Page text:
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Displaying: 41-50 of 1776 documents


discussion papers
41. Environmental Ethics: Volume > 37 > Issue: 1
Elizabeth Foreman, The Object of Respect
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Although it is widely held that we do not owe basic respect to nonhuman animals, a close examination of why we owe this respect to human beings leads to the conclusion that we owe it to nonhuman animals as well. While Kant’s basic notion of respect for persons is intuitively plausible, Kant’s two arguments for why respect is owed to human beings ultimately fail, and a reconsideration of which feature of human beings actually grounds the respect that humans are owed is called for. Ultimately, it is not the robust rational autonomy that Kant suggests, but rather the basic subjectivity that underlies it (being the subject-of-a-life). Since this subjectivity is shared by nonhuman animals, they are owed respect as well.
42. Environmental Ethics: Volume > 37 > Issue: 1
Nathan Kowalsky, Randolph Haluza-DeLay, “This is Oil Country”: The Tar Sands and Jacques Ellul’s Theory of Technology
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The Alberta tar sands, and the proposed pipelines which would carry their bitumen to international markets, comprise one of the most visible environmental controversies of the early twenty-first century. Jacques Ellul’s theory of technology presents ostensibly physical phenomena, such as the tar sands, as social phenomena wherein all values are subsumed under the efficient mastery of nature. The effect of technological rationality is totalizing because technical means establish themselves as the exclusive facts of the matter, which creates a socio-political environment wherein ethical engagement is precluded. Analyzing the tar sands controversy through Ellul’s hermeneutic challenges environmental ethics to a more radical stance than the continuation of the technological worldview, and thus offers meaningful and hopeful alternatives to the status quo.
43. Environmental Ethics: Volume > 37 > Issue: 1
Ermine L. Algaier IV, The Natural World: Naess, Doμgen, and the Question of Limits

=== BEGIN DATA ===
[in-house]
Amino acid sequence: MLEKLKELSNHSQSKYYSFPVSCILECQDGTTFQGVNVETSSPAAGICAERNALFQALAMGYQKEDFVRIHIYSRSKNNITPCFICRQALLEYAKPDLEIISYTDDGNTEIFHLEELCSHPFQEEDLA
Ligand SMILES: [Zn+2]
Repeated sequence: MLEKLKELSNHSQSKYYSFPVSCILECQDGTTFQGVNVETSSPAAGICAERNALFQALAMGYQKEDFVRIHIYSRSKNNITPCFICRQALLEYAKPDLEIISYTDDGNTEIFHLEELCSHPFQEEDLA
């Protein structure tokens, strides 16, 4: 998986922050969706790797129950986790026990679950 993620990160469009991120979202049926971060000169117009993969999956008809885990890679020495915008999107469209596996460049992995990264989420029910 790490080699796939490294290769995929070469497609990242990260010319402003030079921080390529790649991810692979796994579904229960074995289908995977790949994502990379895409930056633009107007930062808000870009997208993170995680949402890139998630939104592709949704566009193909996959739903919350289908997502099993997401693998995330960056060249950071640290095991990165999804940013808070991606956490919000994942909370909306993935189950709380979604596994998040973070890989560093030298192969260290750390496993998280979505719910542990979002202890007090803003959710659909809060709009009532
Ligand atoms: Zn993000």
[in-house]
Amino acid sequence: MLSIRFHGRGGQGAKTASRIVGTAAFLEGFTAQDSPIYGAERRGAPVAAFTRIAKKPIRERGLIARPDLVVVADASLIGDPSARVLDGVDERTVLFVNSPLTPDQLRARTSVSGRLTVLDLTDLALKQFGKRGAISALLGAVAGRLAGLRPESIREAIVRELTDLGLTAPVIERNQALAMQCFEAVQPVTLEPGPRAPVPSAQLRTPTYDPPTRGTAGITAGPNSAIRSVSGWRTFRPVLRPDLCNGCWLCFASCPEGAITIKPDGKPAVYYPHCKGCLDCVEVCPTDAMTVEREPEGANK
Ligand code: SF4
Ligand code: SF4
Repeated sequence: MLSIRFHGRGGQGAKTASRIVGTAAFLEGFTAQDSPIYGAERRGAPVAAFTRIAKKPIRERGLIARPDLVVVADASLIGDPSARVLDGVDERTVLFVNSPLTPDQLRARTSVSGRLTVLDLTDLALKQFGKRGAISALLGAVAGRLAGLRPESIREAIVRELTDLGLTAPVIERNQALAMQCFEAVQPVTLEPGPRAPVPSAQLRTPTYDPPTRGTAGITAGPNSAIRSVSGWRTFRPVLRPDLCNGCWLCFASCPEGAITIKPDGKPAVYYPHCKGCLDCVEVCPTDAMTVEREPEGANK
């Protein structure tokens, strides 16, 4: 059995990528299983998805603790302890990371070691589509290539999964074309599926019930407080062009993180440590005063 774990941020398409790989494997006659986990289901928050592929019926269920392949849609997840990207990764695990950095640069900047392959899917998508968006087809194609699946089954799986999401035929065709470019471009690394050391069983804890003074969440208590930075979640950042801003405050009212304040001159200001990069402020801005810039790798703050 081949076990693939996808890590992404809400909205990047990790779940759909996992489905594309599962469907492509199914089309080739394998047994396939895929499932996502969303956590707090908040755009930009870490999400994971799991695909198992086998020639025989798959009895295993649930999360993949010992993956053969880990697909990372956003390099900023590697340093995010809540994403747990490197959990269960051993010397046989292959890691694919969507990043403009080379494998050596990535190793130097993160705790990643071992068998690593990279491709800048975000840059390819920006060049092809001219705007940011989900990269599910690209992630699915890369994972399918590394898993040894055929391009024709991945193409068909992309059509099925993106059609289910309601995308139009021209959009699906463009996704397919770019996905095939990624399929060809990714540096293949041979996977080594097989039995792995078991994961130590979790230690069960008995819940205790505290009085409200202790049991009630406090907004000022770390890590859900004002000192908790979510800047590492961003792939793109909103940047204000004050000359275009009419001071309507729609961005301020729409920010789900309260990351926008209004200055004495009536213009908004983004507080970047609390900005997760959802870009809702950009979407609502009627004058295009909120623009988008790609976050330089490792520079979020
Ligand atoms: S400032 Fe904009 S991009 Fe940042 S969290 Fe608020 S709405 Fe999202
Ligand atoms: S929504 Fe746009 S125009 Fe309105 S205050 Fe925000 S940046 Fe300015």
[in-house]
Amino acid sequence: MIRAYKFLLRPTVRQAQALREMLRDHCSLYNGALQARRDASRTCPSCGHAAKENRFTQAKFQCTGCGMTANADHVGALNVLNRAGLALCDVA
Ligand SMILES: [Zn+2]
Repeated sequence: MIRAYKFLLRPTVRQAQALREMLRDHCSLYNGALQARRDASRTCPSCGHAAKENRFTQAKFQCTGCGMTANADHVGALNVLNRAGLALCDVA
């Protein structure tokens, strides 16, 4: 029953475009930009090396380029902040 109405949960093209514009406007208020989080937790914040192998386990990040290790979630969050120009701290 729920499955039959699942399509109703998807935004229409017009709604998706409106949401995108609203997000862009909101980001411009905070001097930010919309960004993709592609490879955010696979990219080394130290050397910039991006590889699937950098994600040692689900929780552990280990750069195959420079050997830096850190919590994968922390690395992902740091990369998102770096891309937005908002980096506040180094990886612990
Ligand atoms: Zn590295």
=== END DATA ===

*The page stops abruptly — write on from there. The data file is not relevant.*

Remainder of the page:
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Juxtaposing the ecological insights of Arne Naess and Eihei Dōgen, Deane Curtin maintains that Dōgen’s metaphysical conception of sentience subsumes and corrects Naess’s ecologi­cal Self and its problem of limits. However, an alternative reading of Dōgen, one which deemphasizes the ontological status of the natural world in favor of how we epistemically view it, revitalizes Naess’s question of limits and enables us to reappropriate the problem as our problem. This line of thinking forces us to rethink how we relate to the natural world.
book reviews
44. Environmental Ethics: Volume > 37 > Issue: 1
Mark A. Michael, Hugh P. McDonald, ed. Pragmatism and Environmentalism
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45. Environmental Ethics: Volume > 37 > Issue: 1
John Nolt, Sustainability by Leslie Paul Thiele
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46. Environmental Ethics: Volume > 37 > Issue: 1
Jerome A. Stone, Leavings: Poems by Wendell Berry
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47. Environmental Ethics: Volume > 37 > Issue: 1
Dustin Mulvaney, Climate Matters: Ethics in a Warming World by John Broome
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48. Environmental Ethics: Volume > 37 > Issue: 1
Andrew J. Spencer, Religion and Ecology: Developing a Planetary Ethic by Whitney A. Bauman
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49. Environmental Ethics: Volume > 36 > Issue: 4
News and Notes
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features
50. Environmental Ethics: Volume > 36 > Issue: 4
Dominic Welburn, Rawlsian Environmental Stewardship and Intergenerational Justice
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Over what is now a period of several decades, green political theorists have attempted to reconcile the political philosophy of John Rawls with impending environmental crises. Despite numerous attempts, the general consensus among those receptive to the idea that Rawls’ notion of “justice as fairness” can indeed be extended to incorporate environmental concerns is that such a theory cannot extend beyond minimal, “light” green notions of environmental justice. However, a theory of Rawlsian environmental stewardship can not only allow for more ecocentric visions of environmental justice, but also complement the “freestanding” nature of his later, specifically political liberalism.